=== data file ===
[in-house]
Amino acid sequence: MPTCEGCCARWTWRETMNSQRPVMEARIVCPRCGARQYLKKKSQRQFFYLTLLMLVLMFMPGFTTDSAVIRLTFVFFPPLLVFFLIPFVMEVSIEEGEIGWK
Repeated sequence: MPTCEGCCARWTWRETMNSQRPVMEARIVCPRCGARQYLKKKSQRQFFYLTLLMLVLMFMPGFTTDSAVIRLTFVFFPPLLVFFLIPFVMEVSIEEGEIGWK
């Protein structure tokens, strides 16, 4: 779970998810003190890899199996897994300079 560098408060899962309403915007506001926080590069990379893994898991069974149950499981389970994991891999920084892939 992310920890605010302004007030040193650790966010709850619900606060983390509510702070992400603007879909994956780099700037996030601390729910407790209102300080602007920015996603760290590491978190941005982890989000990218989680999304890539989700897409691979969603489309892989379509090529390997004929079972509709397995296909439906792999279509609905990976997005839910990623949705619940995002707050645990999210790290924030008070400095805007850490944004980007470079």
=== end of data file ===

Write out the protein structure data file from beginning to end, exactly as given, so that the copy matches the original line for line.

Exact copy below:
[in-house]
Amino acid sequence: MPTCEGCCARWTWRETMNSQRPVMEARIVCPRCGARQYLKKKSQRQFFYLTLLMLVLMFMPGFTTDSAVIRLTFVFFPPLLVFFLIPFVMEVSIEEGEIGWK
Repeated sequence: MPTCEGCCARWTWRETMNSQRPVMEARIVCPRCGARQYLKKKSQRQFFYLTLLMLVLMFMPGFTTDSAVIRLTFVFFPPLLVFFLIPFVMEVSIEEGEIGWK
């Protein structure tokens, strides 16, 4: 779970998810003190890899199996897994300079 560098408060899962309403915007506001926080590069990379893994898991069974149950499981389970994991891999920084892939 992310920890605010302004007030040193650790966010709850619900606060983390509510702070992400603007879909994956780099700037996030601390729910407790209102300080602007920015996603760290590491978190941005982890989000990218989680999304890539989700897409691979969603489309892989379509090529390997004929079972509709397995296909439906792999279509609905990976997005839910990623949705619940995002707050645990999210790290924030008070400095805007850490944004980007470079």